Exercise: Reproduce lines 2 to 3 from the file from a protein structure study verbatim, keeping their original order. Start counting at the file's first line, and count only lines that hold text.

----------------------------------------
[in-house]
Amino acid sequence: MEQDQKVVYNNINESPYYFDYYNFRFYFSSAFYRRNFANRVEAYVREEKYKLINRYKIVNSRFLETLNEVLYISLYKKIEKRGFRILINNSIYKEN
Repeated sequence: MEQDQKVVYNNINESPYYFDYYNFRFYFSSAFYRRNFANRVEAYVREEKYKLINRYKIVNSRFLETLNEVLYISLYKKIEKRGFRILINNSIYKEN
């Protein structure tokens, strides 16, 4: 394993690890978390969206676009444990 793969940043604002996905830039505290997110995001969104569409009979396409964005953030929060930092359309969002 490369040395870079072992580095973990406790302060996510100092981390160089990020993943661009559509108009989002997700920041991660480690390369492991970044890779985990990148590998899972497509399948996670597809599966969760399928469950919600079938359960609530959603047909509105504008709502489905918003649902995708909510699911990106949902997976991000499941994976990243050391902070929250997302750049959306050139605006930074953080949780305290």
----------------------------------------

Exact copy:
Amino acid sequence: MEQDQKVVYNNINESPYYFDYYNFRFYFSSAFYRRNFANRVEAYVREEKYKLINRYKIVNSRFLETLNEVLYISLYKKIEKRGFRILINNSIYKEN
Repeated sequence: MEQDQKVVYNNINESPYYFDYYNFRFYFSSAFYRRNFANRVEAYVREEKYKLINRYKIVNSRFLETLNEVLYISLYKKIEKRGFRILINNSIYKEN